Two out of every five homes in the US have a mold problem, according to the Journal of Occupational and Environmental Hygiene. Although mold spores are commonly found in household and workplace dust, large concentrations pose a very real health risk to humans. For people who are allergic to mold spores, reactions can include irritation of the eyes, nose, and throat and severe respiratory problems. Fortunately, mold concentrations are easily controlled once they are identified. The most efficient way to identify if a home or office contains unsafe levels of mold is to have the building tested.
Why Test for Mold?
In addition to allergenic irritations of the lungs and sinuses, mold spores can produce very dangerous liquid or gaseous compounds called mycotoxins. These toxic particles are then carried via mold fragments to the surfaces they grow upon. Contact with humans can lead to a variety of symptoms, including asthmatic episodes, lung and skin infections and weakened immune function. In extreme cases, toxic molds have been known to lead to death. Not all mold growths can be easily spotted or give off a discernible odor, yet 40 percent of homes are believed to have mold problems. If left untreated, growths tend to spread.
When is a Mold Test needed?
If a mold growth is suspected, a test may be needed to confirm the presence of excessive mold. Signs of a mold problem include unusual odors and visible discoloration of walls or ceilings, although sometimes a mold problem exists with none of these signs. Certain areas of a building are more prone to mold growth, such as spots where there is little ventilation or sunlight, high humidity, or water vapor present.
Moisture is almost always a primary cause of mold growth, and the first step in treating any mold problem is identifying the location of the mold and its source of moisture. Testing is not generally recommended unless there is a clear visible sign of mold or someone in the area is symptomatic. However, if this is the case, testing may be necessary to check for airborne spores or to map the extent of the problem.
Who Should Conduct Mold Tests?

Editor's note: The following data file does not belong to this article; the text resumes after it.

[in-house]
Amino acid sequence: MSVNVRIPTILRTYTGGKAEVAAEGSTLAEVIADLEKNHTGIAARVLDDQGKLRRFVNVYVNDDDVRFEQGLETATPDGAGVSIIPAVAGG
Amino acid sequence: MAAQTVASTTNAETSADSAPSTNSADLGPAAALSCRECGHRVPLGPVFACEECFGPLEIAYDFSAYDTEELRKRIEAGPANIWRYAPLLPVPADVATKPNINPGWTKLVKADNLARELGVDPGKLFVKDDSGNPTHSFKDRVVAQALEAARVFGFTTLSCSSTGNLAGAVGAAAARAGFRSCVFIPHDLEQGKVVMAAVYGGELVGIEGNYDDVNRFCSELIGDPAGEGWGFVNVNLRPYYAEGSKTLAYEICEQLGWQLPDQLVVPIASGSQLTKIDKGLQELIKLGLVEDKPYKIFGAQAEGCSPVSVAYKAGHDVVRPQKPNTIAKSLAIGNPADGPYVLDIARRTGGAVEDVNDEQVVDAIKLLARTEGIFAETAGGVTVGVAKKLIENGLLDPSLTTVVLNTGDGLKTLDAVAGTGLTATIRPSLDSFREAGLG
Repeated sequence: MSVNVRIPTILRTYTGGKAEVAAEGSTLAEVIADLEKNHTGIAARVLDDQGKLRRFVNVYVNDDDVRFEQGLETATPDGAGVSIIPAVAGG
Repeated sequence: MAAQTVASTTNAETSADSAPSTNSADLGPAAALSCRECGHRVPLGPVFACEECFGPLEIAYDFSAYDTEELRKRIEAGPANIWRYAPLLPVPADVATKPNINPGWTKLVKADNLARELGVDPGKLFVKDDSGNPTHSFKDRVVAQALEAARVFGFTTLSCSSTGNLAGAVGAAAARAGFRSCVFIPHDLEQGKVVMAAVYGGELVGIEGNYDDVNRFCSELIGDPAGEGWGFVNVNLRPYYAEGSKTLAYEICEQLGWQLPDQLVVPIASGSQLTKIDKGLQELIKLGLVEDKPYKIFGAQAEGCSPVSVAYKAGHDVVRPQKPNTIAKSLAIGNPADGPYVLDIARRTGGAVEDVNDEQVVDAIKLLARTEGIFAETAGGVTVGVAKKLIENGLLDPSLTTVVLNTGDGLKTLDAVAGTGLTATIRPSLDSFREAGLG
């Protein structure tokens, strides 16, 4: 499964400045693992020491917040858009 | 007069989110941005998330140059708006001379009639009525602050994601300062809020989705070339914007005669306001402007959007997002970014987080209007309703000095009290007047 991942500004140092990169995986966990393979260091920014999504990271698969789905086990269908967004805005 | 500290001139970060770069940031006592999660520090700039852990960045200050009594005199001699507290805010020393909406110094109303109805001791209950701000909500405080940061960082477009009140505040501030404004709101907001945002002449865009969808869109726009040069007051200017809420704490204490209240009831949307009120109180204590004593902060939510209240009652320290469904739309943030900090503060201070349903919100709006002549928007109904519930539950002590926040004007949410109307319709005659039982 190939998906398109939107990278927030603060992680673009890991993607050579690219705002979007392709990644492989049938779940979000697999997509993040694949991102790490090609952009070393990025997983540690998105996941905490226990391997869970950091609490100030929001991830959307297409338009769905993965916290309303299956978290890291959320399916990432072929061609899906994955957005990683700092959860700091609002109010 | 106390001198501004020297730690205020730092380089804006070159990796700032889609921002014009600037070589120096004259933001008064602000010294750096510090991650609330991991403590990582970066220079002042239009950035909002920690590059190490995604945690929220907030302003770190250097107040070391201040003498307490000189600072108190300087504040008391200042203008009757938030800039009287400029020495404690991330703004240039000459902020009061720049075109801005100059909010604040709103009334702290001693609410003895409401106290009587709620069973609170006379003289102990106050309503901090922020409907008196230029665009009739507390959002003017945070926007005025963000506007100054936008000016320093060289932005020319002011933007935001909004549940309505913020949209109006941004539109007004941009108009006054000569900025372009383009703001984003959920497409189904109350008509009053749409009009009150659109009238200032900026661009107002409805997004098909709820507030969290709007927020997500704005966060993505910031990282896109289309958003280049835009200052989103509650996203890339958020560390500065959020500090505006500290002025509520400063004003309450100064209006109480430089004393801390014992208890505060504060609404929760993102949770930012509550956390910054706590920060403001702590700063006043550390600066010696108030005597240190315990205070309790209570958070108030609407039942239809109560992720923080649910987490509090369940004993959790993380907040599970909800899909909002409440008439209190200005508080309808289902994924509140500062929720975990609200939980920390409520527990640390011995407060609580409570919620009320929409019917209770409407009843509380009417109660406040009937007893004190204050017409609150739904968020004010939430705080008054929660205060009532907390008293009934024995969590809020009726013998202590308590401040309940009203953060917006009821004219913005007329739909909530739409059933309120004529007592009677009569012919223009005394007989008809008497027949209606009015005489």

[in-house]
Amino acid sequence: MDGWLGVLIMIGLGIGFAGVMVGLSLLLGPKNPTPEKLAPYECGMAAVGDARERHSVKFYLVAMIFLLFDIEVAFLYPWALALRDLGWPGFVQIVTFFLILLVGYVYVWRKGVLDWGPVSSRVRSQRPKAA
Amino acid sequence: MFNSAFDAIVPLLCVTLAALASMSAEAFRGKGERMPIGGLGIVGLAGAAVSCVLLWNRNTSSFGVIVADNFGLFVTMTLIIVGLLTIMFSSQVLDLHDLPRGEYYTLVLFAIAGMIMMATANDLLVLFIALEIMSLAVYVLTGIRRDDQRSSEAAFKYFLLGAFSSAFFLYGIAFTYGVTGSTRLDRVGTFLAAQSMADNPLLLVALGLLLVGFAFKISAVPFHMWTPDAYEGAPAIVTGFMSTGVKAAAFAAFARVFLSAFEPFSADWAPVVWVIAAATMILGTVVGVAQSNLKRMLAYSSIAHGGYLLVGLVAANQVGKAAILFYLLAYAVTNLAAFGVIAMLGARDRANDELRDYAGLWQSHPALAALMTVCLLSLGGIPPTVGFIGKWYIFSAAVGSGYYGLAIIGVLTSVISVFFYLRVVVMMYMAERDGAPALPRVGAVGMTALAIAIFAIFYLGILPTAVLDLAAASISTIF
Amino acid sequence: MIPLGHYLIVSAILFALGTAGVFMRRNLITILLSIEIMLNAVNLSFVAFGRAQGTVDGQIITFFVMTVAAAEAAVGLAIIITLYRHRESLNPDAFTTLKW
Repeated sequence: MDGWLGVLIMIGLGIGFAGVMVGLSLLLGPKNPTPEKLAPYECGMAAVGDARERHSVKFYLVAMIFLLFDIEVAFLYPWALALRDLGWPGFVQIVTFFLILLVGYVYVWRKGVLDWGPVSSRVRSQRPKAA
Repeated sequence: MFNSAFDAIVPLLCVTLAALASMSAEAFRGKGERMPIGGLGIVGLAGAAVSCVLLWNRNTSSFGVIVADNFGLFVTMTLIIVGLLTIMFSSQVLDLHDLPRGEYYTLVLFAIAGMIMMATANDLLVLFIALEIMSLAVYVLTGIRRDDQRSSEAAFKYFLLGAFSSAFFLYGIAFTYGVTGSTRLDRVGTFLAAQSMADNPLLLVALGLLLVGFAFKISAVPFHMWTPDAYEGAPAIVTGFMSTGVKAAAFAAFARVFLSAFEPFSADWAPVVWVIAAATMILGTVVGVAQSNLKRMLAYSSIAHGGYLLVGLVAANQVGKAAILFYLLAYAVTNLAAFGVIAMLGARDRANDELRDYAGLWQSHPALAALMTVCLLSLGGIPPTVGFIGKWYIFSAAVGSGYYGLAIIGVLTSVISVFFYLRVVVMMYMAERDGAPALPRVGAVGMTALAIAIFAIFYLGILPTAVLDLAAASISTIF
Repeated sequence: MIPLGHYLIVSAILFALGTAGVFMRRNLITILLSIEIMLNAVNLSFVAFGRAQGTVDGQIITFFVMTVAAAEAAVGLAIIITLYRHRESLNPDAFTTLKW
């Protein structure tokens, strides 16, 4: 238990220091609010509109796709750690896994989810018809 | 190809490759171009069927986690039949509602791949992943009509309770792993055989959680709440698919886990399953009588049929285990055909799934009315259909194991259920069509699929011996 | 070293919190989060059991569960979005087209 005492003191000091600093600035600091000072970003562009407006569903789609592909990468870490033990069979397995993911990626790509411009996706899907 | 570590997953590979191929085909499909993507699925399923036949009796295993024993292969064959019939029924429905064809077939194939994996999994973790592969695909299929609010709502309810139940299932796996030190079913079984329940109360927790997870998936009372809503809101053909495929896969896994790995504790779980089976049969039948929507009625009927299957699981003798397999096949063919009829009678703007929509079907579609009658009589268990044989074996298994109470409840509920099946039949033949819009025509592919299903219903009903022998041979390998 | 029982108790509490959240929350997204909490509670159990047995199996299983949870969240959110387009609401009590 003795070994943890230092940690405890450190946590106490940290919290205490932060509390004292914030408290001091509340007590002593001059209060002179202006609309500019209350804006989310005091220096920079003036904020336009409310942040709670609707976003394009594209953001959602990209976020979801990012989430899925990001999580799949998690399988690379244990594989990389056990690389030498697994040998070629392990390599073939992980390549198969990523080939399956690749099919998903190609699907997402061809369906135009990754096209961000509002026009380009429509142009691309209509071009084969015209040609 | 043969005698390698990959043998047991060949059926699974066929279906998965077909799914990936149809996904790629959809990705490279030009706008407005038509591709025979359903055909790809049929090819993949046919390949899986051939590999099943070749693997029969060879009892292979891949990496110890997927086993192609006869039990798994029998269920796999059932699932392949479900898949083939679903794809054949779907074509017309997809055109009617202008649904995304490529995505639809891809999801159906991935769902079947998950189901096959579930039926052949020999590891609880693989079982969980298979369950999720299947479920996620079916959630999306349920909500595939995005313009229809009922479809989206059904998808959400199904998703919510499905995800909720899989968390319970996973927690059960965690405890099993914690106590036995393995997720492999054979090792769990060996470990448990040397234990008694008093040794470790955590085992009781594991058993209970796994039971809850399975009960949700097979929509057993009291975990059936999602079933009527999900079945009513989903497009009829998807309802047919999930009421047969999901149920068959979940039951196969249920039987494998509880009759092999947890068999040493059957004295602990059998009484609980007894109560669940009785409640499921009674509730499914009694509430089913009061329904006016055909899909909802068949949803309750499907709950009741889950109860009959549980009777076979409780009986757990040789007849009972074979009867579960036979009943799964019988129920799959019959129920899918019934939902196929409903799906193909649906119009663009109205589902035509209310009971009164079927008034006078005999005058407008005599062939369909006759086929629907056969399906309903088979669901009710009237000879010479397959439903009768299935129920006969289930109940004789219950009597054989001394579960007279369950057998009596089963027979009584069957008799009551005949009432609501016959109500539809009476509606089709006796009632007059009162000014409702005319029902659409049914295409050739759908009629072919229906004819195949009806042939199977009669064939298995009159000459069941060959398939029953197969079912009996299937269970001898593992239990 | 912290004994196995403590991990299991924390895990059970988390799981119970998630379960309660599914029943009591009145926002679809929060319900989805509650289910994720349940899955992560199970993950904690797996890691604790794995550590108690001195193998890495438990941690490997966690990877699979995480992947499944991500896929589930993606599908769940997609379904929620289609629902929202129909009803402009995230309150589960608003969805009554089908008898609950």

Because inhaling or coming into contact with mold spores can be dangerous, organizations such as the Environmental Protection Agency (EPA) and the Occupational Safety and Health Administration (OSHA) recommend calling in professionals with proper disposal training. Groups such as the American Industrial Hygiene Association (AIHA) provide regularly updated lists of accredited laboratories in different areas.
Home test kits can be purchased at home improvement stores or online and completed by swabbing the suspected area and allowing the sample to grow for 48 hours. Any sample growth might indicate a positive result, in which case the sample should be sent away for further analysis. However, due to the potentially dangerous nature of a mold problem, groups like the EPA and AIHA recommend professional testers.
How Does a Mold Test Work?
A thorough mold test requires proper sampling techniques and an interpretation of the sample, which is why it is highly recommended that only professionals with proper safety training conduct such tests. Test samples are used to determine the spore concentration in a given area or check for the presence of specific mold species.
The three most common methods of mold testing are through air, surface and bulk samples. Air sampling is the most common procedure and can check for non-visible mold contaminations. It is conducted by taking a control sample of air outside (presumably in a non-contaminated area) and checking the level of mold against an air sample of the contaminated area. Surface samples are taken with swabs or tape to determine the level of mold spore deposits. Bulk samples can be taken from objects within the contaminated area. Because all three methods have their individual limitations, the AIHA suggests conducting all three to provide comprehensive results.
A professional mold test usually charges depending upon the size of the area to be inspected. An average sized home (2,000-2,500 square feet) inspection can run $200-$600, and larger homes (upwards of 5,000 square feet) can cost $600-$900. In cases where mold growth is extensive, walls may need to be cut open or other invasive procedures performed, which may add additional costs to the inspection.
The test can last a few hours depending on the size of the area to be inspected. Lab results can usually be expected within two to seven business days. If any significant amount of mold is found, the contaminated area should be closed off as best possible. Any potential sources of water vapor or humidity should be eliminated, but only a trained professional should come in contact with the mold spores.
Home test kits can be acquired for $5 to $100. Usually these kits can be sent away to a lab for further analysis of specific mold types, and after extra shipping and lab costs, total expenses can cost an extra $30 to $150 per report.